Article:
Objective: For many nursing home patients in the advanced stages of dementia, a decision to start or forgo treatment has to be taken at the end of their life. It is very important for the peace of mind of all involved in such decision-making that there is agreement on which decision is in the best interest of the patient. It is thus important to investigate the attitude of physicians, nurses and relatives towards medical end-of-life decisions concerning patients with dementia, so that the policy in nursing homes can be tuned to stimulate dialogue and understanding between all parties.
Methods: Fifteen statements about artificial nutrition and hydration (ANH), advance directives, hastening death, self-determination and euthanasia, and nursing home policy were presented to physicians, nurses and relatives of nursing home patients suffering from dementia.
Results: In general, physicians, nurses and relatives agree on many aspects of end-of-life decision-making for nursing home patients with dementia. However, on some issues the outcomes of the decision-making may differ. Relatives attach more importance to advance directives than physicians, and have more permissive attitudes towards hastening death.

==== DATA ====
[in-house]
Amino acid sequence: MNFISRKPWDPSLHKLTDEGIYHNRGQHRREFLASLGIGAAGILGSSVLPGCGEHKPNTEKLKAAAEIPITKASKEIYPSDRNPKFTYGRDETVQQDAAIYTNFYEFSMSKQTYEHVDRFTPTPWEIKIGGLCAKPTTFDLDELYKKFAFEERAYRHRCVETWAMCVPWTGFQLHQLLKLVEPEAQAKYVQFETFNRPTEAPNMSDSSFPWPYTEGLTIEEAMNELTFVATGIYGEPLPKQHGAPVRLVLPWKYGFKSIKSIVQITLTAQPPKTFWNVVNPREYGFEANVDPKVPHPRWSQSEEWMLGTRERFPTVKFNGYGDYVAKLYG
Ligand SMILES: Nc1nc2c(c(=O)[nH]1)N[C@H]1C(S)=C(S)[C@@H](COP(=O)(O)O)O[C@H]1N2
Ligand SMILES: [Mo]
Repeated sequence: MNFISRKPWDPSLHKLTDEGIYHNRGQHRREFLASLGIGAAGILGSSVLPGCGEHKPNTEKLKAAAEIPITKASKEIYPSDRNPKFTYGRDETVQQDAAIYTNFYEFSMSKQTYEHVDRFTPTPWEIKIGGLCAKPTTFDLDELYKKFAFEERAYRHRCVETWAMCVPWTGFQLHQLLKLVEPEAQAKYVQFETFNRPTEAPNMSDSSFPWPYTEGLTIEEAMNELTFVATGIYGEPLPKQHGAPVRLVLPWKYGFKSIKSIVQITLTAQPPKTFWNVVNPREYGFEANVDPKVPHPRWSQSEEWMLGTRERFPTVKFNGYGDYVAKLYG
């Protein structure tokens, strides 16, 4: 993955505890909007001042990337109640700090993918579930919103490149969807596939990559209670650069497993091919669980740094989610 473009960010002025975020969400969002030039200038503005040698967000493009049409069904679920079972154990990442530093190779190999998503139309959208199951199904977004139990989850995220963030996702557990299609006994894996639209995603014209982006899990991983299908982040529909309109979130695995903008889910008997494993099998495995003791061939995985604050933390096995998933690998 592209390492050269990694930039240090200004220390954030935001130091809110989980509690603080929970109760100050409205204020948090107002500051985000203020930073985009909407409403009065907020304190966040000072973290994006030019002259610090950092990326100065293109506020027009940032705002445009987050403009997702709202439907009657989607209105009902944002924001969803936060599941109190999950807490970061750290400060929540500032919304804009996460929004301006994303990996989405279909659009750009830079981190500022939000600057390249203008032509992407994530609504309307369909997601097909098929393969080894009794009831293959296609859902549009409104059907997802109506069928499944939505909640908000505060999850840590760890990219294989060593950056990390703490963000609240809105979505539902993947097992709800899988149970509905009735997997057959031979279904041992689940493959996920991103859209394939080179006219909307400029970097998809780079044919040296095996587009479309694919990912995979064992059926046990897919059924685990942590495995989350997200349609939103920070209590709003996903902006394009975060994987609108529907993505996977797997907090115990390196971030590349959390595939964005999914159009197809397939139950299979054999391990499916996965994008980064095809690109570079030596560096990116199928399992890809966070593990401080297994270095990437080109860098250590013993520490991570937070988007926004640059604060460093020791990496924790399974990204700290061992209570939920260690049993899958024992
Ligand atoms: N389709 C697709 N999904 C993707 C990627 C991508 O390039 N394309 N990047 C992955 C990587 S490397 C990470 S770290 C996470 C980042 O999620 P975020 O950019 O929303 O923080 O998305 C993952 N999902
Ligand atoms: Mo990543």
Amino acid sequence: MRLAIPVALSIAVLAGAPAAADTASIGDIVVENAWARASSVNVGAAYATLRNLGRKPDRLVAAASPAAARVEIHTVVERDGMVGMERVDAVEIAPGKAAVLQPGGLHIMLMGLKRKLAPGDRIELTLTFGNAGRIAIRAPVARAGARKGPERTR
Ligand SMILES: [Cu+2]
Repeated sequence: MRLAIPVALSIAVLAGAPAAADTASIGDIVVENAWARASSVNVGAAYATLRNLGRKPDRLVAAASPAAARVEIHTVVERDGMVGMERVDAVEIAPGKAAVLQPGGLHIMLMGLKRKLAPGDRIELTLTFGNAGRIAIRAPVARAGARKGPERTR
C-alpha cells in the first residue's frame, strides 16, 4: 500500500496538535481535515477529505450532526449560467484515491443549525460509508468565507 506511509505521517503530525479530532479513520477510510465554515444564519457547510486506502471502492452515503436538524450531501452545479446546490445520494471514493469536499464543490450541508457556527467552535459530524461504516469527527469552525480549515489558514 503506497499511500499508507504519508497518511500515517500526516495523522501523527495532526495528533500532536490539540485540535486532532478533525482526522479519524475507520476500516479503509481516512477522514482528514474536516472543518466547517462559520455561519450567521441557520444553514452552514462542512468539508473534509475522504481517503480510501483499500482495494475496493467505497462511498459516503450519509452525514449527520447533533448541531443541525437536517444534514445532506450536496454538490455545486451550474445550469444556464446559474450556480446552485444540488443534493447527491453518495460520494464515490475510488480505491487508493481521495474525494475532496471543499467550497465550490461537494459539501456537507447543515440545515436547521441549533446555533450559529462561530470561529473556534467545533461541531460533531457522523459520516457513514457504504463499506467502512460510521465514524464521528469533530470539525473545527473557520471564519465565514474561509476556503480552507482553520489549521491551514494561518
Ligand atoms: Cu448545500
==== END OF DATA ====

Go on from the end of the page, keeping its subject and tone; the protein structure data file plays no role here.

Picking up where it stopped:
Conclusion: Although physicians, nurses and relatives are all guided by the best interest of the patient, it seems that differences in religious beliefs, perspective of the patient, and responsibility can lead to different attitudes towards end-of-life decisions.
Practice implications: Physicians should discuss end-of-life decisions more openly. Physicians should be aware of the influences on attitudes and incorporate them into communication about end-of-life decisions.